7)      Try and stay upbeat. For casual conversations, attitude can be everything. If you’re smiling and peppy, the people around you are more likely to enjoy themselves.

8)      Make sure you are emoting with your facial expressions, tone of voice, and body language. Your energy level can set the tone for how someone responds to you.

9)      Pay attention to how much you are speaking and how much you are listening. If you’re doing more than 50% of the talking, you might not be asking the other person enough questions or the right kinds of questions.

10)   Read through My Social Upgrade. Geoff is a former shy guy and has spent years observing the techniques of great conversationalists. He frames things brilliantly and no element of engagement is too small for him to examine.

Why did I shift from “how to be interesting” to “how to have better conversations?” They’re essentially the same thing. You’re ALREADY interesting – the trick is just letting other people know about it. Get out there and start talking to people. It’s really as simple as that.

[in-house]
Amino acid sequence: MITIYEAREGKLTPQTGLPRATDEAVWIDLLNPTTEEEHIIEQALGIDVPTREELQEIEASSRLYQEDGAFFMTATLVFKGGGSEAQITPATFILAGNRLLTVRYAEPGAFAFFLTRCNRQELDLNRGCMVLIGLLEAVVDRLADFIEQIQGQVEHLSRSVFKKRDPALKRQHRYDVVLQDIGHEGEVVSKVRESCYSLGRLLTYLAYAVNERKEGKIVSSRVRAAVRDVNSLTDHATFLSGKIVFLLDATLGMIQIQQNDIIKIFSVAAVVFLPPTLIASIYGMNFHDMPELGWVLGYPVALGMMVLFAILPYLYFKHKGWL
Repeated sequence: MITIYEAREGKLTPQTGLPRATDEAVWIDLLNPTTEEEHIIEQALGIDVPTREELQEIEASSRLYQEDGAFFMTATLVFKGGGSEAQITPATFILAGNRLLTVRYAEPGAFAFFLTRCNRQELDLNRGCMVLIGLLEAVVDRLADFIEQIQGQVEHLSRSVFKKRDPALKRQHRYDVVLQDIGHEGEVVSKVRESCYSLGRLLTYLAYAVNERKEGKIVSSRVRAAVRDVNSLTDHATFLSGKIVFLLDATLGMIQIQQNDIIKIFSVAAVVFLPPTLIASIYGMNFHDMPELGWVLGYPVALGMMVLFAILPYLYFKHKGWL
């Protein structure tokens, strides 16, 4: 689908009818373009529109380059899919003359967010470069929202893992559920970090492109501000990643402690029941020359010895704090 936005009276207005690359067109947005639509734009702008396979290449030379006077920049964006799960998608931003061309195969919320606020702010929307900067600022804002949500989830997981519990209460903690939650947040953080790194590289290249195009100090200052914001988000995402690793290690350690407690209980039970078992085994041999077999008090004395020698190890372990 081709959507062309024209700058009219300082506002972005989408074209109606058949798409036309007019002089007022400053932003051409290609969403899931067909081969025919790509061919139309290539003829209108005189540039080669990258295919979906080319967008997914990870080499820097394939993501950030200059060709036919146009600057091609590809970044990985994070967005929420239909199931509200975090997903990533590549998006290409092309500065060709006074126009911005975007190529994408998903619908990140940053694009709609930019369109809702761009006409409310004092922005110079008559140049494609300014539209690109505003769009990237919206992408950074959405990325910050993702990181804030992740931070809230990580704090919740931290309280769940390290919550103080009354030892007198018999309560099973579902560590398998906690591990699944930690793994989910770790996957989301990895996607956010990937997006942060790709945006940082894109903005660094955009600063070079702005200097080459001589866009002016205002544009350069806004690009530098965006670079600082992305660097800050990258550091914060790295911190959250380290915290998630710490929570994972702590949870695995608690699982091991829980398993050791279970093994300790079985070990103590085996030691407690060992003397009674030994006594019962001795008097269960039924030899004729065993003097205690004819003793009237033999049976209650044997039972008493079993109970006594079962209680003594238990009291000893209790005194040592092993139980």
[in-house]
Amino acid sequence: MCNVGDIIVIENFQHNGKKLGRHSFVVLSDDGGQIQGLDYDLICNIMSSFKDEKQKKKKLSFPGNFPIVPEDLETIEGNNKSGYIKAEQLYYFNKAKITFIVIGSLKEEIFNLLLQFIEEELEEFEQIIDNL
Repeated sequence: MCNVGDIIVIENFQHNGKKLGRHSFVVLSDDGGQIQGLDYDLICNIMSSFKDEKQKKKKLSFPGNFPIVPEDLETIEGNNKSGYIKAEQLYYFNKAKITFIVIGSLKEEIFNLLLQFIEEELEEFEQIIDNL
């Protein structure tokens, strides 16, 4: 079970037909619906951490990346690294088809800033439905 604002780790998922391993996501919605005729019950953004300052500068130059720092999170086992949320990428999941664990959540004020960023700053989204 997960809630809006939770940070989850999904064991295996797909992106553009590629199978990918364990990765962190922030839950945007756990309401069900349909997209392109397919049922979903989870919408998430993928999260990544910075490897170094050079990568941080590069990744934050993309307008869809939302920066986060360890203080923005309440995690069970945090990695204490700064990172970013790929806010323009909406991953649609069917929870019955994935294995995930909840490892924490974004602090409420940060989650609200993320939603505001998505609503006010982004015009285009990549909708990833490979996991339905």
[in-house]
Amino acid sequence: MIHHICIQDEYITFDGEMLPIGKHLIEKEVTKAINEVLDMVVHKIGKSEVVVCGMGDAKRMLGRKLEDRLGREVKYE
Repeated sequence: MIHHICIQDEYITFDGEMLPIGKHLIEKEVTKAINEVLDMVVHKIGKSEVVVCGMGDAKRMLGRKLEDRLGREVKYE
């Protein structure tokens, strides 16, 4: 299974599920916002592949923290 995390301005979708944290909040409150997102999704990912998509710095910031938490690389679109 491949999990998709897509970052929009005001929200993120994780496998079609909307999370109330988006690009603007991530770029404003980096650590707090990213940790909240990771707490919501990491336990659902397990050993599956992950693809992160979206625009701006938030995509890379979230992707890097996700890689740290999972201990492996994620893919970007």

(Featured image via Veer)


Other articles on Overcoming Anxiety:

Driving to the Party


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Founder at Wendt Creative
Cat loves to eat tasty homemade things, yet isn’t terribly fond of the process of making them. She prefers recipes that take shortcuts when possible – without compromising flavor. Her dog, Cheeto, likes stealing her creations from the dining room table.

She lives in the Bay Area and cites her diverse background as her biggest influence: her visual artist mom is half-Chinese, half-Greek, and from Hawai’i; her film-loving, world-music curating dad is from Montana; and she lived in both California and Montana while growing up. She loves at least a little bit about virtually everything (Pokémon Snap included) and aims to be a Jane of all trades. By day Cat is a multiple-hat-wearing media person.

She is also allergic to felines.